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Isfahan plant where scientist worked Photo: Reuters
Isfahan plant where scientist worked Photo: Reuters
 
 

Report: Mossad assassinated Iranian nuclear scientist

Intelligence source suggests that a prize-winning nuclear physicist, who recently died in mysterious circumstances, was killed by Israeli security service, Sunday Times reports

Ynet and AP
Published: 02.04.07, 09:19 / Israel News

An intelligence source has suggested that a prize-winning Iranian nuclear scientist had been assassinated by the Mossad, the Israeli security service, The Sunday Times reported.

 

Ardeshire Hassanpour, 44, a nuclear physicist, died in mysterious circumstances, according to Radio Farda, which is funded by the US State Department and broadcasts to Iran.

 

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According to the Sunday Times, Hassanpour worked at a plant in Isfahan where uranium hexafluoride gas is produced. The gas is needed to enrich uranium in another plant at Natanz which has become the focus of concerns that Iran may be developing nuclear weapons.

 

According to Radio Farda, Iranian reports of Hassanpour’s death emerged on January 21 after a delay of six days, giving the cause as “gas poisoning”. The Iranian reports did not say how or where Hassanpour was poisoned but his death was said to have been announced at a conference on nuclear safety.

 

Rheva Bhalla of Stratfor, the US intelligence company, told the Sunday Times on Friday that Hassanpour had been targeted by Mossad and that there was “very strong intelligence” to suggest that he had been assassinated by the Israelis, who have repeatedly threatened to prevent Iran acquiring the bomb.

 

Journalists visit Isfahan plant

On Saturday, Iran opened the gates to the Isfahan key uranium conversion facility to visiting diplomats and journalists in an effort to show that its disputed nuclear program is peaceful and not a cover for nuclear bomb making.

 

The visit to the plant in central Iran was the first such tour since Iran resumed uranium conversion in August 2005. The UN Security Council slapped economic sanctions on Iran on December 23 over the country's refusal to halt uranium enrichment, which can be used for making weapons.

 

The visit also came ahead of a UN deadline for Iran to stop the enrichment. If Tehran doesn't comply by the end of the 60-day period stipulated by the UN, the Security Council will consider new measures beyond the economic sanctions.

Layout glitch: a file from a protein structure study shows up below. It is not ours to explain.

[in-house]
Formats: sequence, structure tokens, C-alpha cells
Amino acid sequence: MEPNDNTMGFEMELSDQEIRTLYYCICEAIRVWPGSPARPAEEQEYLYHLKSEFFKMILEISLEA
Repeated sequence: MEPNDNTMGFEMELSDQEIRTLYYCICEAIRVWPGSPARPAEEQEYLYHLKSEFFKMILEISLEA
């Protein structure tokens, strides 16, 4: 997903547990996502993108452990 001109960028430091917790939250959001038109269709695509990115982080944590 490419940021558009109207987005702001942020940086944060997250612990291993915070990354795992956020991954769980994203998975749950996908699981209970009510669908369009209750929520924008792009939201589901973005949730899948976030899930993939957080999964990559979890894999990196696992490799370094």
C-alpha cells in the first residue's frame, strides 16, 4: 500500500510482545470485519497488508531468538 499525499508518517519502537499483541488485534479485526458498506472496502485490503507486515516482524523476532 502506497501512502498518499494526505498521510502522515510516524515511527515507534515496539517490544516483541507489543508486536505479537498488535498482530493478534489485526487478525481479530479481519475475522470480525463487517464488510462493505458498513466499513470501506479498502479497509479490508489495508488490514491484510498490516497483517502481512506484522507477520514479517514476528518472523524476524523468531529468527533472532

The United States and several of its Western allies believe that Iran is using the nuclear program to produce an atomic weapon - charges Iran denies, saying its aim is to generate electricity.

 

The diplomats visiting the plant came from Sudan, Cuba, Egypt, Malaysia and Algeria. They represented the Arab League and two groups of developing nations known as the Nonaligned Movement and the G-77 - organizations that have asserted the rights of members to pursue national interests unfettered by Western countries.

 

The plant at Isfahan, 255 miles south of Tehran, is responsible for an early stage of the nuclear fuel cycle, turning yellowcake uranium into uranium hexaflouride gas, or UF-6, the feedstock for enrichment.

 

International concerns have recently focused more on the facility in Natanz, where uranium can be enriched using cascades of centrifuges. Only highly enriched uranium can be used for bomb-making.

 

But Iranian officials on Saturday's tour talked only of the program's peaceful purposes, which Iran is determined to pursue.

 

Ali Ashgar Soltanieh, head of Iran's delegation to the U.N. nuclear watchdog agency - the International Atomic Energy Agency - said the message of the visit was to show "that Iran is determined to continue its peaceful nuclear activities."

 

"This is an opportunity to see for yourselves what is going on and get first hand information about the activities here," Soltanieh told the diplomats and dozens of reporters.

 

The visitors saw several areas of the Isfahan facility, including two cameras installed by the IAEA to monitor activity where uranium gas is produced.

 

Soltanieh said the two cameras, which take photos every two minutes, are in place according to Iran's obligations under the Nonproliferation Treaty.

 

They are the only cameras at Isfahan. Iran removed others here when it stopped allowing the IAEA to conduct snap inspections, a measure it took after the agency referred it to the Security Council last February. IAEA inspectors visited the Isfahan facility twice in January.

 

Soltanieh said the tour was "an opportunity to see that the IAEA has full surveillance control over the activities of this facility."

 

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